River Edge credit renewal sits on governor’s desk
By Jim Hagerty
ROCKFORD — A bill to extend the River Edge historic tax credit program through 2022 now sits on Gov. Bruce Rauner’s desk.
The extension passed the Illinois House May 31 with a vote of 101-12. Five representatives abstained. The measure previously passed the Senate unanimously.
Supporters say River Edge credits have helped generate more than $125 million in private investment across town, mostly buildings on the stretch of State Street from City Hall to the upcoming Amerock Embassy Suites.
The program is aimed to spark renovation in Illinois’ River Edge Redevelopment Zones, areas adjacent to rivers in Aurora, East St. Louis, Elgin, Peoria and Rockford. It provides a number of sales tax exemptions and property tax relief, including the River Edge Environmental Remediation Tax Credit, which pays 25 cents on the dollar for non-reimbursed remediation expenses.
Developers can also utilize deductions for income earned, interest and sales taxes on building materials.
Rauner extended River Edge for one year last December, but its future was still somewhat uncertain, making projects like Amerock, where tax credits are slated for a significant portion of the capital stack, a bit tricky. Gorman & Company already had millions into the project and earlier this year the developer asked the city to redo its agreement to turn the building into a skyrise hotel.
The company paid $250,000 for the property and hundreds of thousands more in planning and remediation. And when he begins turning dirt later this year, CEO Gary Gorman said those costs will increase even more, making the tax credits especially handy during the two-year construction period.
“The tax credits are based on dollars expended in a calendar year,” Gorman said.
Wisconsin-based Gorman is not the only developer to utilize the program in Rockford. River Edge credits have already been applied to several downtown buildings.
The renovation of the Rockford Trust Building into 62 upscale apartments now known as the Burnham Lofts by developer Urban Equity Properties included more than $2 million in tax credits. Urban Equity has also used River Edge on mixed-used projects on the east side of the Rock River and in the Midtown District.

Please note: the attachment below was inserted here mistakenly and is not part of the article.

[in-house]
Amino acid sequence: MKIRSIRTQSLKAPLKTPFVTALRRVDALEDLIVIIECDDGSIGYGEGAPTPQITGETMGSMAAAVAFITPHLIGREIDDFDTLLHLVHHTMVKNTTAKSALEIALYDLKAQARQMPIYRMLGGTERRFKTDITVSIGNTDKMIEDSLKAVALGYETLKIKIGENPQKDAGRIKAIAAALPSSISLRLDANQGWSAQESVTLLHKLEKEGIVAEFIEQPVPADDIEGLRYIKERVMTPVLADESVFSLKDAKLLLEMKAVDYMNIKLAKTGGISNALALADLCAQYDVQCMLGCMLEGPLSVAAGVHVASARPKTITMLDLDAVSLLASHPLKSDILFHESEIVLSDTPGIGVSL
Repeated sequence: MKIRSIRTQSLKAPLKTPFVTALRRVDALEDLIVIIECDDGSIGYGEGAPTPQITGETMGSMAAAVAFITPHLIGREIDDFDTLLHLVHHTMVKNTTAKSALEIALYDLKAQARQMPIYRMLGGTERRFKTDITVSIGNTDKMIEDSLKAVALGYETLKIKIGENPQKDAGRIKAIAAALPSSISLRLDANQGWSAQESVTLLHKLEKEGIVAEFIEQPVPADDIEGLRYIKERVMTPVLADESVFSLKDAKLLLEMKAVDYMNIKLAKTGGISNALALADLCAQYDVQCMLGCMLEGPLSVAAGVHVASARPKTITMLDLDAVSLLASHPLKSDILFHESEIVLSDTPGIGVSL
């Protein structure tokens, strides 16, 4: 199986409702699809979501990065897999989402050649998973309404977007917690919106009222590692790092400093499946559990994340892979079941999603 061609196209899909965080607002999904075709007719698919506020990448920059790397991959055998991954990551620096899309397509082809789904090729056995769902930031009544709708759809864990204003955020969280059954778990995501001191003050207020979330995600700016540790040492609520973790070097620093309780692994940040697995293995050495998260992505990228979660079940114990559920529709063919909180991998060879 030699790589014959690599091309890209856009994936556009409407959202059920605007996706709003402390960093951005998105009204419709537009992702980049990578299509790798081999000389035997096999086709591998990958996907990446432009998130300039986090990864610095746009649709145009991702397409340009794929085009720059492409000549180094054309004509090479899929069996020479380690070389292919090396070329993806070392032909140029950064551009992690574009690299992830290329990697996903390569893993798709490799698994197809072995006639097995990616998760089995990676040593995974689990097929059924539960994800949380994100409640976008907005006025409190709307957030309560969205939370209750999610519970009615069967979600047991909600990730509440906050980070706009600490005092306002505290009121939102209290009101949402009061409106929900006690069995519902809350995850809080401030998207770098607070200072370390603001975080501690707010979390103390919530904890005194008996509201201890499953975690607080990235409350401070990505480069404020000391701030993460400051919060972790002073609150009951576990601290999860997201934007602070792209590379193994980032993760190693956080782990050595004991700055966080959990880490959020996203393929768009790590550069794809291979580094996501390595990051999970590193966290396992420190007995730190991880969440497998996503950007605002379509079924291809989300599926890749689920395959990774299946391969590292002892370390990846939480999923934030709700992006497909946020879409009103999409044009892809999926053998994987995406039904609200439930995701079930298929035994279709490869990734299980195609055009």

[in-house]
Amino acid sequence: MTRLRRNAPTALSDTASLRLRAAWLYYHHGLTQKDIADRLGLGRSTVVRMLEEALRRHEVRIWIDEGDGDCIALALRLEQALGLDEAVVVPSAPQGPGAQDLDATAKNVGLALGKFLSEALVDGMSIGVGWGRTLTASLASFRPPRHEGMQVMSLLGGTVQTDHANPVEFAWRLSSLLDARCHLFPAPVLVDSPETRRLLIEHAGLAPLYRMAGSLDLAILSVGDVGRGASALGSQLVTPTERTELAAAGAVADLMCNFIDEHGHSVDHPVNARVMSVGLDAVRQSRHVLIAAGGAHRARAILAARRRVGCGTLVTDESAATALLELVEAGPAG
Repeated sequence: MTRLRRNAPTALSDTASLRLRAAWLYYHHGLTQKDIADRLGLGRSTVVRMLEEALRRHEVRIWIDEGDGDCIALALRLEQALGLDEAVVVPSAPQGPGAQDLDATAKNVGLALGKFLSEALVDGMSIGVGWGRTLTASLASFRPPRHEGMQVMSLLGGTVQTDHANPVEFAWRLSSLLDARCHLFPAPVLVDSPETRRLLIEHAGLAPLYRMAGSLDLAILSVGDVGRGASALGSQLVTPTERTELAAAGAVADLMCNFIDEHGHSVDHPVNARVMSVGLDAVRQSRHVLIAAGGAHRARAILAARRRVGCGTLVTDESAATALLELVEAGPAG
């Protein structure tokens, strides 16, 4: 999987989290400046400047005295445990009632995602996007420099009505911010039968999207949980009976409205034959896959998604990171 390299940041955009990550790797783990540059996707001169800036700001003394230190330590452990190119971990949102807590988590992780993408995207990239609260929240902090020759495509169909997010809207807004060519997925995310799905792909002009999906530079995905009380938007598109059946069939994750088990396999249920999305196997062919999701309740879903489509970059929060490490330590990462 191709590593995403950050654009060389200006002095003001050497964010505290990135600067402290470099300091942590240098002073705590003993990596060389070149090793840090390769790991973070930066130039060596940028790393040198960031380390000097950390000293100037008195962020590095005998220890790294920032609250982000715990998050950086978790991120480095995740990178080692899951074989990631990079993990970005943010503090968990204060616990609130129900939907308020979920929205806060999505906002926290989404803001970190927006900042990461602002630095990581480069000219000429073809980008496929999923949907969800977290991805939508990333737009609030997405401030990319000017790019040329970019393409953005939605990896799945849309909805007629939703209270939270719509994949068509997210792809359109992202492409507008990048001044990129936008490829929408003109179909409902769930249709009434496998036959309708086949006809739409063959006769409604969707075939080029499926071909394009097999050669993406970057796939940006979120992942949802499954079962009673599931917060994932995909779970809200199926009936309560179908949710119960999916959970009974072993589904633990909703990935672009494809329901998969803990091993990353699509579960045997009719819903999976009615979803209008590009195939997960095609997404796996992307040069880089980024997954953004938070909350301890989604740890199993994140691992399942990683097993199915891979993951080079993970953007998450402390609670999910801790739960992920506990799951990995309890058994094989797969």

And the $12 million Prairie Street Brewhouse, now a staple downtown attraction, utilized credits of about $800,000, much of that thanks to the efforts of architect Gary Anderson, who has been a keen proponent of the credits.
“The extension is critically important to our community,” Mayor Tom McNamara said. “I greatly appreciate the work our local delegation put forth to secure a long-term commitment to River Edge. The new extension will allow developers to create and plan new projects that may not be feasible without such an extension.”
State Rep. Litesa Wallace, D-Rockford, helped champion the program in Springfield and urged fellow lawmakers to see the importance in cities on the rebound, fighting to provide jobs and create sustainable development.
“This tax credit has been crucial in creating jobs and attracting investment for downtown Rockford,” Wallace said. “I thank local advocates, Rockford officials and my fellow legislators who worked hard to keep this economic generator for our community and our state.”
The River Edge credits had become a political football of sorts in Springfield, with many concerned that an extension of the package could become a casualty of the ongoing budget proposal. But State Sen. Steve Stadelman, another Rockford Democrat, worked to see the bill through to Rauner’s desk.
“The tax credit has already incentivized hundreds of millions of dollars of development in Rockford alone,” Stadelman said last week. “This will help put crumbling infrastructure back to use, grow the economy and increase revenue.”
Aurora was one the first to create a River Edge zone and undertake a number of flagship projects, such as a $24 million redevelopment of a vacant senior living center and other blighted downtown buildings.
Like Rockford, Aurora property owners are sometimes caught in difficult situations when they are unable to recoup construction costs with rental income. Tax credits help ease those disadvantages in towns trying to compete with those with already favorable economic landscapes.
In downtown Elgin, River Edge credits are being applied to the $16.6 million renovation of the historic 15-story Tower Building into 45 upscale apartments. The redo of the former bank is expected to be done this fall. R.